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'High-Tech' Comes to 'Vet Med.' (Veterinary Medicine, Includes Related Articles)

By Folkenberg, Judy | FDA Consumer, April 1989 | Go to article overview

'High-Tech' Comes to 'Vet Med.' (Veterinary Medicine, Includes Related Articles)


Folkenberg, Judy, FDA Consumer


`HIGH-TECH' COMES TO `VET MED' Fiberoptics to repair a racehorse's knee, a pacemaker to extend the life of the family dog, plastic surgery for cats--clearly, modern medical technology isn't just for people.

A yearling filly lies on her back on a surgical table, her front legs tied together and her body draped with blue sterile cloths. Carefully, the veterinary surgeon removes degenerating bone from the horse's left hind leg using arthroscopic surgery, a microscopic surgical procedure. Using a special fiberoptic tool that can be viewed on a television monitor, the surgeon watches the screen to guide his movements as he performs the operation. An electrocardiograph monitors the filly's heartbeat as the blue-suited surgical team pays close attention to other vital signs.

Awake and alert 45 minutes after major surgery, the filly paws the straw and prances around in her stall. Being a thoroughbred, the filly can now look forward to competing at the racetrack.

Arthroscopic surgery is most often used in sports medicine to repair the joints, tendons, and ligaments of injured human athletes. But increasingly the joints, tendons, and ligaments of equine athletes--racehorses--are also being repaired by arthroscopy, as medical procedures that were once considered fit only for humans have found a niche in animal care.

What's true of ailing horses is also becoming true for dogs, cats and other critters, too. When it comes to modern medicine nothing, it seems, is too good for the family pet. Schnauzers with abnormal heartbeats get pacemakers, cocker spaniels with cataracts get surgery and soft contact lenses during recovery, large dogs with hip deterioration get metal and plastic prostheses, and chemotherapy and plastic surgery helps animals with cancer live longer. The list goes on. CAT scans and ultrasound--the latest in diagnostic techniques; blood banks; arthroscopic, laser and open-heart surgeries; and organ transplants aid the sick pet.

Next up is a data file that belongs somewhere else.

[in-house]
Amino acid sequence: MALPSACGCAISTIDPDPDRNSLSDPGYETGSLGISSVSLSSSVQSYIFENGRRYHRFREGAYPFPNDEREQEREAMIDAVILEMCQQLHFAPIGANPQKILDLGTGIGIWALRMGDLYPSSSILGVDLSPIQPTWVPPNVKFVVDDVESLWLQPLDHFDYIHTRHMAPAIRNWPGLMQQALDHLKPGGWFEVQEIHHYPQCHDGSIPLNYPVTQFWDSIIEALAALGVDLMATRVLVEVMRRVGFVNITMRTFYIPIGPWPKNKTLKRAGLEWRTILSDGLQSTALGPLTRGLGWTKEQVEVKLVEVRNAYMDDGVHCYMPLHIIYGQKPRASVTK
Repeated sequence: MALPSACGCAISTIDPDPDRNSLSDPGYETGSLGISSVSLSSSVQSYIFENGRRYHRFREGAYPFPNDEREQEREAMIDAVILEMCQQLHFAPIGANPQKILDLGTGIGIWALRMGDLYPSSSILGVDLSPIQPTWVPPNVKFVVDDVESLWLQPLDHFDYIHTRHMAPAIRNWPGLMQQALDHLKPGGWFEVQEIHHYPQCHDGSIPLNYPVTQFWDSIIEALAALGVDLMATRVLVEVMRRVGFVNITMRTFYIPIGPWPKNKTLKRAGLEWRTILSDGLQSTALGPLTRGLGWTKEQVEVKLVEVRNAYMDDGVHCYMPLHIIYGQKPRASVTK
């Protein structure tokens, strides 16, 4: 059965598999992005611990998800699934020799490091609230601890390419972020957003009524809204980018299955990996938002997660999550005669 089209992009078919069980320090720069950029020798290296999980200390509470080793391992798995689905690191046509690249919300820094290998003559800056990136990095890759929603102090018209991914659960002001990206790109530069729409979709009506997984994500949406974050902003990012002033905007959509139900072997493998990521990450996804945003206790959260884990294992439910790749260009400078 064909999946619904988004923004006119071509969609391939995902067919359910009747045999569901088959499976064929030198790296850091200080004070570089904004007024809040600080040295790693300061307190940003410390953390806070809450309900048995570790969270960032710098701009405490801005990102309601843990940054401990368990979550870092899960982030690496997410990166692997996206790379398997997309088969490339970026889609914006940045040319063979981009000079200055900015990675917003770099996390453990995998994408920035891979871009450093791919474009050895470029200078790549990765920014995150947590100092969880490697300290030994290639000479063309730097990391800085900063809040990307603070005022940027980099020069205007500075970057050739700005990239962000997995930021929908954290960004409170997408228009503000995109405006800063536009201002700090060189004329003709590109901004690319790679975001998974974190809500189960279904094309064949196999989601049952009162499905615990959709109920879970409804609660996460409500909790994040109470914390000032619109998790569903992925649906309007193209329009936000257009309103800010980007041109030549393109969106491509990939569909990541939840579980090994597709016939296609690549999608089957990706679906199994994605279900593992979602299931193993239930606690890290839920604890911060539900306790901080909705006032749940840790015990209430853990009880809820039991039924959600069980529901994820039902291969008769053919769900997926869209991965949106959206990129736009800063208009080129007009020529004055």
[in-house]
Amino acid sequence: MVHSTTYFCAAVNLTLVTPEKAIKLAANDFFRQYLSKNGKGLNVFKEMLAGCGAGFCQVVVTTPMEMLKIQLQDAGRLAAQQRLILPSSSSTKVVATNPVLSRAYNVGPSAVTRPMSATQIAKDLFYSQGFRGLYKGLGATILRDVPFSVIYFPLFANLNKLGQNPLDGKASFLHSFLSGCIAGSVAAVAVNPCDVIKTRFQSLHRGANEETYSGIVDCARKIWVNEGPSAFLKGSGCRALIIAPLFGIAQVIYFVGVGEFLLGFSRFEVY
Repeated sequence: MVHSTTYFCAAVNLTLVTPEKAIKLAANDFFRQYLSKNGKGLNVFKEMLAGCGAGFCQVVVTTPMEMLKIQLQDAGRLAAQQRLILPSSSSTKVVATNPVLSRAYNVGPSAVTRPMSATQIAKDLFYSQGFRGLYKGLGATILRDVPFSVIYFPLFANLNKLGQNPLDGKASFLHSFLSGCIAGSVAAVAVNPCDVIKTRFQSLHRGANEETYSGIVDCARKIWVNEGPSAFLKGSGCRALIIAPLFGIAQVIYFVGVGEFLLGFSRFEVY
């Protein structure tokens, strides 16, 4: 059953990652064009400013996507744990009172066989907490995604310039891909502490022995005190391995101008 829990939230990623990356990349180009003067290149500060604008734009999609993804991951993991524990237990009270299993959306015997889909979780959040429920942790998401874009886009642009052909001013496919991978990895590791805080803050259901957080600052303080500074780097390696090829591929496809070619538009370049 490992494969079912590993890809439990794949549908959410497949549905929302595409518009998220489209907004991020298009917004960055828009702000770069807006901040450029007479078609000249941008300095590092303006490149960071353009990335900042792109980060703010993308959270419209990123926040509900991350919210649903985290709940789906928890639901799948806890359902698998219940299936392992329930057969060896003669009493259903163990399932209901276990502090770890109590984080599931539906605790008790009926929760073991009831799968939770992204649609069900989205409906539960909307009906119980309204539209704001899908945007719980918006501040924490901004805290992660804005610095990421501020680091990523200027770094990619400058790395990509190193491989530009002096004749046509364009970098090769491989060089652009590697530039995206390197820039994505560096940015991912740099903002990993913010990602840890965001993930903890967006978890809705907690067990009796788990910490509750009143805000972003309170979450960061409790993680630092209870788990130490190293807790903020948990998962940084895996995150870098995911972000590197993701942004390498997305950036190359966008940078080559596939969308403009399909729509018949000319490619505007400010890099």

Veterinarians at Ohio State University performed one of their first successful kidney transplants on a large, mixed-breed dog who suffered kidney failure after he lapped up some sweet-tasting antifreeze. After being kept alive for a time on a dialysis machine, the family pet received a donated kidney from his sister and continued to live a dog's life for the two years he survived after the surgery.

That pet owners are willing to go to such lengths should come as no surprise. "A lot of people treat pets as part of the family," says Alan Entin, a psychologist who is president-elect of the Division of Family Psychology of the American Psychological Association. Sometimes people even get along with their pets better than their spouses, he notes.

America is clearly a nation smitten with pets. "In 1987, Americans spent between $10 billion to $12 billion on pet products, grooming services, and veterinarian bills," says Marshall Meyers, general counsel to the Pet Industry Joint Advisory Council. Pet ownership has reached an all-time high: There are 49 million dogs, 58 million cats, and about 245 million other furred, feathered or scaly pets sharing our homes. No one has bothered to count the fish in our aquariums, says Meyers, but the numbers are probably high. To support this large pet population Americans spend five times as much on dog and cat food as on baby food.

The history of veterinary medicine can be traced to the ancient Egyptians, Greeks, and Romans. They left records that mention how they spayed to control the animal population. And the Roman emperor Augustus had hospitals built for sick animals. But modern veterinary medicine began in 1762 with the founding of the National Veterinary School in Lyon, France, which later became the site of much of Louis Pasteur's work searching for a cure for rabies in dogs.

In the 1940s and 1950s antibiotics made their mark in veterinary medicine. "Antibiotics had a tremendous impact on veterinary medicine, substantially reducing infectious diseases and allowing animals to live longer," says Gerald B.

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